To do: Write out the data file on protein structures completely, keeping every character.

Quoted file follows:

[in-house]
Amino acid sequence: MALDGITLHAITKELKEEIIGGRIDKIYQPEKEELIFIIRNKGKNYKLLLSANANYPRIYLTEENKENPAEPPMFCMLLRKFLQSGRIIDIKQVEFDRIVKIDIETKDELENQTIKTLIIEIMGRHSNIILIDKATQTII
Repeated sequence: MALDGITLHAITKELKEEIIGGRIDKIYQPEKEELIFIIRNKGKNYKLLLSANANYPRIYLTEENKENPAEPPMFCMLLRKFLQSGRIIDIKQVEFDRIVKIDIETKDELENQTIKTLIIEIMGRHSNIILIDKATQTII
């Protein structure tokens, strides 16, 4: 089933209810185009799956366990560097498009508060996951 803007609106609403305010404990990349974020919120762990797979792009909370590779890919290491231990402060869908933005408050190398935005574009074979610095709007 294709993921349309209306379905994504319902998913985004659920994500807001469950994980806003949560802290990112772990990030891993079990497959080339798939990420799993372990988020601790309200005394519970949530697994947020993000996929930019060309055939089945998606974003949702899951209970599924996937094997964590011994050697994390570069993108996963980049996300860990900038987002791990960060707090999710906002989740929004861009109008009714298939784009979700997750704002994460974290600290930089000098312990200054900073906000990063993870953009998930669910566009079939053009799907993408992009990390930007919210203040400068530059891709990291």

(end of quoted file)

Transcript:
[in-house]
Amino acid sequence: MALDGITLHAITKELKEEIIGGRIDKIYQPEKEELIFIIRNKGKNYKLLLSANANYPRIYLTEENKENPAEPPMFCMLLRKFLQSGRIIDIKQVEFDRIVKIDIETKDELENQTIKTLIIEIMGRHSNIILIDKATQTII
Repeated sequence: MALDGITLHAITKELKEEIIGGRIDKIYQPEKEELIFIIRNKGKNYKLLLSANANYPRIYLTEENKENPAEPPMFCMLLRKFLQSGRIIDIKQVEFDRIVKIDIETKDELENQTIKTLIIEIMGRHSNIILIDKATQTII
């Protein structure tokens, strides 16, 4: 089933209810185009799956366990560097498009508060996951 803007609106609403305010404990990349974020919120762990797979792009909370590779890919290491231990402060869908933005408050190398935005574009074979610095709007 294709993921349309209306379905994504319902998913985004659920994500807001469950994980806003949560802290990112772990990030891993079990497959080339798939990420799993372990988020601790309200005394519970949530697994947020993000996929930019060309055939089945998606974003949702899951209970599924996937094997964590011994050697994390570069993108996963980049996300860990900038987002791990960060707090999710906002989740929004861009109008009714298939784009979700997750704002994460974290600290930089000098312990200054900073906000990063993870953009998930669910566009079939053009799907993408992009990390930007919210203040400068530059891709990291």